4WD on Dry Pavement

Discussion in '6.9L IH & 7.3L IDI Diesels' started by adamsanders, Jul 9, 2018.

  1. MtnHaul

    MtnHaul Supporting Member Supporting Member

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    One of my clients who has been happily married for a long time is fond of saying "Happy wife, happy life".
     
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  2. saburai

    saburai Full Access Member

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    Pardon my ignorance, but I'm only used to my Jeep in regards to four wheel drive vehicles. The new F250 with four wheel drive is a whole different ball of wax. I'm wanting to use the four-wheel drive low range to pull our RV up a steep and twisty mountain drive. The drive is gravel, how will my steering be in 4 low with the hubs unlocked?
     
  3. nostrokes

    nostrokes Full Access Member

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    Won't be much different but you'll still want to not take corners too sharp. Your axle shafts will be spinning inside the hubs.
     
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  4. DaveBen

    DaveBen Supporting Member Supporting Member

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    No problem on grave. The wheels will slip when they need to. This is not a big deal whether or not on gravel or pavement. You don't want to apply full power with a heavy load in a twisty environment. This will cause axle breakage.
     
  5. austin92

    austin92 Full Access Member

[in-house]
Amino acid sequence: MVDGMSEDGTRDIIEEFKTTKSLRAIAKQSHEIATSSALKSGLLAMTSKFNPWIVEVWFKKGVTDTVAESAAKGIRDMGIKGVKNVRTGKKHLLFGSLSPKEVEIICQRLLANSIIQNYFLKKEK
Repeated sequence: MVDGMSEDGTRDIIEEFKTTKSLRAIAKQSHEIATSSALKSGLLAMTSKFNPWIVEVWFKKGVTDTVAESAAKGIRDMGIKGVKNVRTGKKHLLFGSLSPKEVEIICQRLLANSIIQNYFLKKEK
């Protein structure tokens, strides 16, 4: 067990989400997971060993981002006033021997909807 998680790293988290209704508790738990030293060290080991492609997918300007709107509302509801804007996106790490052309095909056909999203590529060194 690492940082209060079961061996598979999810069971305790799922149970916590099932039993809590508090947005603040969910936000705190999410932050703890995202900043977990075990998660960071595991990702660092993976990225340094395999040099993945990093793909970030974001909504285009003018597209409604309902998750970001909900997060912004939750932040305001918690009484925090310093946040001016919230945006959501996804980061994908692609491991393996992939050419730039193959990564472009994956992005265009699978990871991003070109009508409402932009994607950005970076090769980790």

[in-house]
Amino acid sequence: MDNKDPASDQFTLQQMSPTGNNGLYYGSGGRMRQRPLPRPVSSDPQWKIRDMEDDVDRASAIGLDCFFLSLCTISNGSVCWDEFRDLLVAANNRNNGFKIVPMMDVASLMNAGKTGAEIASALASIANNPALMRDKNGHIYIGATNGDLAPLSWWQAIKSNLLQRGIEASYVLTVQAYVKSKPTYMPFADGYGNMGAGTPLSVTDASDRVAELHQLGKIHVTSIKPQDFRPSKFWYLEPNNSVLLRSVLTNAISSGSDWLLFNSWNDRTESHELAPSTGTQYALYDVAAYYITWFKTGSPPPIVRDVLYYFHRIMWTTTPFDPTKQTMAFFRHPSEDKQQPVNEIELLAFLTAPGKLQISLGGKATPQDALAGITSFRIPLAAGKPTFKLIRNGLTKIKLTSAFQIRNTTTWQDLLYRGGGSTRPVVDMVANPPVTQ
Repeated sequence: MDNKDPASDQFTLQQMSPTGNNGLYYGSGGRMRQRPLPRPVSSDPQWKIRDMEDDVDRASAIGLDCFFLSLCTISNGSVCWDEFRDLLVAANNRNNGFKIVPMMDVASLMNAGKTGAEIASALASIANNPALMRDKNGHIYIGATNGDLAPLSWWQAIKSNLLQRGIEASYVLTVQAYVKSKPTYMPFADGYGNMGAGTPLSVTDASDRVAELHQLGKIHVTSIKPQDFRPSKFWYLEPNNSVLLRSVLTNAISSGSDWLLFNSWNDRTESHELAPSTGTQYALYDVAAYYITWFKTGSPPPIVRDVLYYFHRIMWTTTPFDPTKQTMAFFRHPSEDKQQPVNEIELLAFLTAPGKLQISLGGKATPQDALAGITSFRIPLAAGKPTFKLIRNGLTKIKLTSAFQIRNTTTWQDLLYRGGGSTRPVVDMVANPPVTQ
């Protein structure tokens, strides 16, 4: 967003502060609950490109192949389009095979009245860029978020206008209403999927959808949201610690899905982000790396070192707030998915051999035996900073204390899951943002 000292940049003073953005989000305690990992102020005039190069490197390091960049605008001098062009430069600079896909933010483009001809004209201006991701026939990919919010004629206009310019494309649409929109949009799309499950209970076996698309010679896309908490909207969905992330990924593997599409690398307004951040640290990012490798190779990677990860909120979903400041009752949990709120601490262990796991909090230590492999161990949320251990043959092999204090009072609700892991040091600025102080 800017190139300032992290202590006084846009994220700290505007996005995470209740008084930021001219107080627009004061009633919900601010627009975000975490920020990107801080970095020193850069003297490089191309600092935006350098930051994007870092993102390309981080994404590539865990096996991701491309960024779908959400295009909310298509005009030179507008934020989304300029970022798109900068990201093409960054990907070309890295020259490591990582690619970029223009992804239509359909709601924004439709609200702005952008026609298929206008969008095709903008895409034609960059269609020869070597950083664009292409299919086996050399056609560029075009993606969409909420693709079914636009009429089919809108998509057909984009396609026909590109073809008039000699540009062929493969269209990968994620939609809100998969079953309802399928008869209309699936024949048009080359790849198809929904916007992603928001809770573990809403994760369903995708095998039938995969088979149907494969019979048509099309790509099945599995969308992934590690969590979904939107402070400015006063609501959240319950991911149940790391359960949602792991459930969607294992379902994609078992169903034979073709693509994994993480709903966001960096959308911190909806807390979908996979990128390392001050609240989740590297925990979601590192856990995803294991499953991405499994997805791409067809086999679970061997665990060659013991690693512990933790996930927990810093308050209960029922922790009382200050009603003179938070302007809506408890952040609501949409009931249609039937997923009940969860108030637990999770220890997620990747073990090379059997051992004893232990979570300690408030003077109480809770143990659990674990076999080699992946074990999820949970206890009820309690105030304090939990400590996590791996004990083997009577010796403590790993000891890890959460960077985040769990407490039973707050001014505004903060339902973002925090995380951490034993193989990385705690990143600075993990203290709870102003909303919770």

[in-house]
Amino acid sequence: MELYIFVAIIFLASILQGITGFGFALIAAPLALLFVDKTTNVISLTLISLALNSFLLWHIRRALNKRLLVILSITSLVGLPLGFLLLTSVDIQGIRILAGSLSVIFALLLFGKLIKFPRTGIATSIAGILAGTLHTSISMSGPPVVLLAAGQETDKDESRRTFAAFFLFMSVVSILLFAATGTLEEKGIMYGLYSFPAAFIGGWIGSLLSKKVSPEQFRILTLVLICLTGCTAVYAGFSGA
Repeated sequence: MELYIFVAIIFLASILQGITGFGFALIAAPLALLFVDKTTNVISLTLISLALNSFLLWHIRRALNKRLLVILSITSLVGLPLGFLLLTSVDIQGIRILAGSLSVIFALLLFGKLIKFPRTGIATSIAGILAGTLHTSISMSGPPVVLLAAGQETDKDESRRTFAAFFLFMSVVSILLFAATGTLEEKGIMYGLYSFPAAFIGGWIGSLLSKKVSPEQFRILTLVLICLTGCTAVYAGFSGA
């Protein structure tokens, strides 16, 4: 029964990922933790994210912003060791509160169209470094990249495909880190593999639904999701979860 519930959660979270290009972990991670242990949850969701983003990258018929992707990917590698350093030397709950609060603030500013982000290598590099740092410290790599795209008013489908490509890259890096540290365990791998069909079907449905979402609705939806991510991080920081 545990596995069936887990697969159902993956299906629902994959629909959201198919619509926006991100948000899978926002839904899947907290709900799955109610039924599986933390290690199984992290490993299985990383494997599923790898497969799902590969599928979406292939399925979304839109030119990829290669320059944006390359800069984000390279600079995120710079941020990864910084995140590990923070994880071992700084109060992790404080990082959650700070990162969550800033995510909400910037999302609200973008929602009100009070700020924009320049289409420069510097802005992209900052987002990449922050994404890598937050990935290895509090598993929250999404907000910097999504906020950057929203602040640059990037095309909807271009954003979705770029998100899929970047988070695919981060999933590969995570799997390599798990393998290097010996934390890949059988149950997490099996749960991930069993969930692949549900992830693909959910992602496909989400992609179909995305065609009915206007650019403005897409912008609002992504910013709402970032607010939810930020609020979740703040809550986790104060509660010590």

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    Also coming from a jeep to 4x4 fords, why is this bad?


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  6. nostrokes

    nostrokes Full Access Member

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    With the shafts spinning at a different speed than the wheels there is a chance you could damage them. When their locked in everything is going at the same speed not free wheeling.
     
  7. DaveBen

    DaveBen Supporting Member Supporting Member

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    I've been 4 wheeling since I was 20 years old, back in 1969. I have always had a Jeep and/or a Ford 4 x 4 truck, F-250 and F-350. I have broken almost everything that can break. Never had a problem using 4 wheel Lo on pavement. Just think about what you are doing. If it feels wrong, STOP!
     
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  8. snicklas

    snicklas 6.0 and Loving It!! Staff Member

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    Along the same lines as Dave said.... if you are in 4x4, hi or low, the big issue is trying to turn. I was in a parking lot with the Excursion, and had run inside. Momma and the kids were in the truck and one of the kids hopped in the drivers seat while I was inside. They switched the knob to 4x4 (hi) and I didn't notice when I started to leave. I had to do an "on the lock" turn to leave the spot, and due to the binding, it felt like at had run over a parking curb. The torque on the "inside" (in this case I was making a left, so the drivers side front) made it feel like a hop. Soon as this happened, I knew why, and saw the 4x4 light on the cluster. Popped it back in 2 hi and went on about my way. No damage, but, it you are feeling something like this, then you are "pushing it"...... Lo will feel like it binds more, due to the torque multiplication of the transfer case.